What was the True Identity of ‘Black Bart’? – part 3

In 2018, a two-part article was published on this blog (part 1 here, part 2 here) challenging the parentage of Charles E. Boles aka ‘Black Bart’ an infamous US outlaw, who committed some 28 holdups of Wells Fargo stagecoaches in California between 1875 and 1883. Charles is reported to have been born in Norfolk, England, to John and Maria Bowles, and his family emigrated to Alexandria, Jefferson County, New York, in 1830, when Charles was a baby.

Most accounts of Charles’ life state that his parents were John Bowles and Maria Leggett of Great Yarmouth, Norfolk. However, in part 2 of the article, it was pointed out that children born to the Great Yarmouth couple did not fit with the children named in John Bowles’ will, proved in the US, in 1872 (New York, Surrogate’s Court, Jefferson County, Minutes, Vol I-J, 1868-1873, p. 312, John Bowles, 12 October 1872). In addition, John and Maria Bowles of Great Yarmouth can still be found there in the 1841 (TNA, HO 107/794/1/38/20) and 1851 (TNA, HO 107/1806/163/3) censuses, long after we know Charles and his parents were in the US.

Part 2 presented a detailed and complex case arguing that, in fact, Charles E. Boles was baptised in Bressingham, Norfolk, as Charles Burch on 25 October 1829 to John Burch and his wife, Maria Hall (NRO, PD 111/4). The research was particularly challenging for two reasons: firstly, the family appear to have been non-conformists and there is patchy survival of the records of dissenting churches from this period, but primarily because the family used two surnames, Burch (or Birch) and Bowles. The most likely explanation for this is that John’s father, James, was born illegitimately to a mother named Birch, but that his father was a man named Bowles. Indeed, there is a baptism in Wymondham of James ‘base child’ of Elizabeth Birch, on 25 September 1753 (NRO, PD 184/3) which may well be him, and the Wymondham parish registers show there were also families named Bowles in the parish, at the time.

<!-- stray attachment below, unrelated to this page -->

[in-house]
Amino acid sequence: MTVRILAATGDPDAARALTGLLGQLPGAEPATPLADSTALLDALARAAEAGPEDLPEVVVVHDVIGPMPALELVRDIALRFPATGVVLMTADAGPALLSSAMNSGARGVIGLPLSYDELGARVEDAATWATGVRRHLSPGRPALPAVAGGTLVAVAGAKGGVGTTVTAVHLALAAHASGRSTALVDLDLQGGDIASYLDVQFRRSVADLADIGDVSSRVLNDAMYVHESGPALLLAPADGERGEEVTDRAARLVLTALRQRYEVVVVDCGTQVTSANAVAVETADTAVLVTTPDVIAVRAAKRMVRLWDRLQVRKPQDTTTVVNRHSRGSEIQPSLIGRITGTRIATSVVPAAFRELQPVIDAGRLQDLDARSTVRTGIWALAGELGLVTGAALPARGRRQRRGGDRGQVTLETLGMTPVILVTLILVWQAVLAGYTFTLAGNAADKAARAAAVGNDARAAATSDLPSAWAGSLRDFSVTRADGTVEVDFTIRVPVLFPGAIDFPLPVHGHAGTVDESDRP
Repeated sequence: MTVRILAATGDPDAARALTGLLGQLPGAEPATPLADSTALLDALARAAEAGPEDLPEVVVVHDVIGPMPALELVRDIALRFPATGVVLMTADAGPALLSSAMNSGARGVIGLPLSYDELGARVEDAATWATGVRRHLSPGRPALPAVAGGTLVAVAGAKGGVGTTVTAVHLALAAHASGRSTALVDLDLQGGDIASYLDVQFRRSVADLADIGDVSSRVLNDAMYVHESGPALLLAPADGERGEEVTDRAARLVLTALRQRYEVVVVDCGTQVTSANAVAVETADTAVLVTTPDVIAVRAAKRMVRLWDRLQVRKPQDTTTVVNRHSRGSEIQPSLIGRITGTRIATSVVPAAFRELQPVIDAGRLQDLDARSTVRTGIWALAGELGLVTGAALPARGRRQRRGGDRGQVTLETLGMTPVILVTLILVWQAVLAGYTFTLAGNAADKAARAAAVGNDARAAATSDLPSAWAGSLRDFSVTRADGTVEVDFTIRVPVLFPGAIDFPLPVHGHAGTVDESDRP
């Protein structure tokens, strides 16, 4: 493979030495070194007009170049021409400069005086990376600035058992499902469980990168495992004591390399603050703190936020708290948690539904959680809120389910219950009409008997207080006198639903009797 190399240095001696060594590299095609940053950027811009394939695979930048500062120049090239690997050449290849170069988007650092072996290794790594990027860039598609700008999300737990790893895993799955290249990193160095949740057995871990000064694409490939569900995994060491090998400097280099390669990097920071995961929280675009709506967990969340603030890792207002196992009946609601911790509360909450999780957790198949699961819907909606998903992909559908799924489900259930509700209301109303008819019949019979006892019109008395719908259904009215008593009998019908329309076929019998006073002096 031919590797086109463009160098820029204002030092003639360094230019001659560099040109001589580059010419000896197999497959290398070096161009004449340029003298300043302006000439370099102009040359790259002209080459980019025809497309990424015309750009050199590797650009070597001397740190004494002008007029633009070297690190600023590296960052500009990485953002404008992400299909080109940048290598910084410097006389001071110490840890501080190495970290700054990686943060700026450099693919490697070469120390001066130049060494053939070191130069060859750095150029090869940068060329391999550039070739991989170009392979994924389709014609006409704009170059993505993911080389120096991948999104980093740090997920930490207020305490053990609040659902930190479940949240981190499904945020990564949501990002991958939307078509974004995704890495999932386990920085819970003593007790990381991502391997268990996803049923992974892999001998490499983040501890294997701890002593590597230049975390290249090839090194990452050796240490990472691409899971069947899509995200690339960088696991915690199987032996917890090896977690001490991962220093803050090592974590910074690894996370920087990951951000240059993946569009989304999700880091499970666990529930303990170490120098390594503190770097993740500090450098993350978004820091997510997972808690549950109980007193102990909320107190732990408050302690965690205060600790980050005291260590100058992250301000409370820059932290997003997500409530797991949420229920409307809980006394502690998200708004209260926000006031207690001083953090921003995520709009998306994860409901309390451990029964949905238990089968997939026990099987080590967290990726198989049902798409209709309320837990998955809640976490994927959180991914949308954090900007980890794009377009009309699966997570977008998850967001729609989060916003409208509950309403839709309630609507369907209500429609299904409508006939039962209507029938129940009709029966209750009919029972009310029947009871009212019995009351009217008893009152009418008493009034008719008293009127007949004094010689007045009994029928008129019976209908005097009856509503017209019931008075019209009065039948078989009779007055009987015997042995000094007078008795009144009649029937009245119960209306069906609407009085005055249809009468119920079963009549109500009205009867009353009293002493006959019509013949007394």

Therefore, the family had to be pieced together using an incomplete record of baptisms and an inconsistent use of surname, but the following tree was eventually constructed:

John’s brother, Leonard, proved pivotal to untangling this family. The Bressingham parish registers contain a number of examples of his family being recorded by the name Birch and also the name Bowles. Leonard and his family also emigrated to Alexandria, Jefferson County, New York around the same time that John and his family did. A naturalization application from 1838 has survived for Leonard and it states that he was then around 44 years of age and had been born in Shelfanger, Norfolk, England (New York, Jefferson County Clerk’s Office, File 5789, Application for Naturalization of Leonard Bowles, 3 September 1838). Leonard, son of James and Rebecca Birch, was baptized 26 February 1792 in Shelfanger parish church (NRO, PD 80/2).